At midnight, Judge Krueger’s chambers are dark except for an old lamp that casts a pool of light on his desk. Across the room, dimly lit, is a door marked “Washroom.” At the desk, Krueger holds his head in his hands. He is crying. The judge pulls a pint bottle of liquor from a desk drawer. He tilts the bottle to his lips, takes one last gulp, and tosses the bottle into the darkness. Krueger reaches into thedrawer again and removes a .38 service revolver that belongs to his bailiff. He stands and slowly walks into the washroom. Five seconds later, there’s the sound of a gunshot. The judge’s body falls with a sickening thud, and the pistol clatters across the tile floor. Krueger dies nine hours later at Mount Sinai Hospital without ever regaining consciousness.

The John Doe, along with investigations conducted by other agencies into the possible misconduct of the Eisenbergs, went on for more than a year. Newspaper reporters, attorneys, and others close to the case testified in open court and then in a judge’s chambers. The private depositions, including a 59-minute testimony from Alyce Neff, were sealed from public viewing. In August 1969, the Supreme Court of Wisconsin charged the Eisenbergs with blackmailing a Krueger—whom they knew had an affair with a woman lawyer—into publicly naming them to oversee the administration of the judge’s court. If Kreuger didn’t comply, the Eisenbergs would reveal his indiscretions. The judge committed suicide two days later. Although they buried the courts with mountains of paperwork to drop the charges, the Eisenbergs were found guilty, and their law licenses were suspended for one year.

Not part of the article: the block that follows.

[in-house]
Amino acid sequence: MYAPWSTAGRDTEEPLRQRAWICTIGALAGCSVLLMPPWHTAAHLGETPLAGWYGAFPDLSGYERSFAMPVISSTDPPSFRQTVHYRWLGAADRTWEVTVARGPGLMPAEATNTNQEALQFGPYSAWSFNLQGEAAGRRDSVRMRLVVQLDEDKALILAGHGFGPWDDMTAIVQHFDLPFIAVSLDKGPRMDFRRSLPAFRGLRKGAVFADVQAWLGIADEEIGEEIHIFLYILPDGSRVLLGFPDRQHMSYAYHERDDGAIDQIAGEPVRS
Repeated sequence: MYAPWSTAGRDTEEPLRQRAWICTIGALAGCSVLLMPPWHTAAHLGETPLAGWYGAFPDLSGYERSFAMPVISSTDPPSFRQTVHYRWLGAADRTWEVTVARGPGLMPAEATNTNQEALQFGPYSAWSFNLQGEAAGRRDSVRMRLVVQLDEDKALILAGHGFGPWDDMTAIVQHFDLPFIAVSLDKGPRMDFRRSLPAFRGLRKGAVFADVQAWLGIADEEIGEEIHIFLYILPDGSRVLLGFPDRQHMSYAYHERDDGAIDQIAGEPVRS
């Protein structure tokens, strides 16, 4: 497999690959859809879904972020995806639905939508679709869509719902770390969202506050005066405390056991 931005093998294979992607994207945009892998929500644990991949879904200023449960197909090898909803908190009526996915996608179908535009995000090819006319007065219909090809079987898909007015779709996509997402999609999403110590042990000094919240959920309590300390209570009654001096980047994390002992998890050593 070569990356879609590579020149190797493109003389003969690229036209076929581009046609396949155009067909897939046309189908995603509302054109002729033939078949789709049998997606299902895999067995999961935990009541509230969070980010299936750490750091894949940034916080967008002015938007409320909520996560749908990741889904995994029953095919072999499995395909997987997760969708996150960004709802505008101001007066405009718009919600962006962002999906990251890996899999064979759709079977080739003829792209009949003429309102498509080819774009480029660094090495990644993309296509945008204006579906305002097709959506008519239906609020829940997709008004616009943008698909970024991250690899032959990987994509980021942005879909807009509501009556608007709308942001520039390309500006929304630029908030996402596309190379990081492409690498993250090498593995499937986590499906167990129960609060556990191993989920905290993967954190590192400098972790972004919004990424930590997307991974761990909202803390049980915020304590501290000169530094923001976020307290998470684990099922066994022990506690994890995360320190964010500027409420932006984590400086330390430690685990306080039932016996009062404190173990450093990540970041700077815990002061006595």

Alyce Neff files a $1 million lawsuit against attorney Edward Cameron, charging him with libel and slander. “These men are defaming me”, she says. “This court has permitted defamation, which is a crime”. Neff quietly leaves Milwaukee three months after the judge’s suicide. She marries paralegal Arthur Browne on December 2, 1969, in Waukegan, Illinois.

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Sydney Eisenberg paid $22,600 to have his license reinstated. In 1977 he was convicted of filing three false income tax returns and his license was again suspended until 1980. Sydney owned a significant amount of real estate in the city, including the Sydney Hih complex at Third and Juneau. Eisenberg became a hero to Milwaukee’s counterculture, renting space to actors, musicians, candle makers, bead crafters, and sandal and leather artisans among others. Privately Sydney told friends that he made a fortune renting the parking lots to MATC and the City of Milwaukee. He died in October 1985 from a heart attack. Sydney Hih was demolished in 2012.

Alan Eisenberg also paid $22,600 to have his license reinstated. His career thrived on high-profile cases involving murderers, cop killers, killer cops, and a notorious local motorcycle club. Additional run-ins with the Office of Lawyer Regulation garnered him suspensions in 1988 and 2004 and a public reprimand in 1996. In 2010 he was disbarred for his disrespectful courtroom conduct. At various times Alan became a real estate broker, animal rights advocate, radio host, baseball umpire, gubernatorial candidate and editor of El Conquistador, a weekly Hispanic newspaper. He died in 2019 at the age of 77.

The main players in the controversial 55-year-old Krueger case have since passed away.  Alyce Neff Browne is still alive, and at age 86, she’s not talking.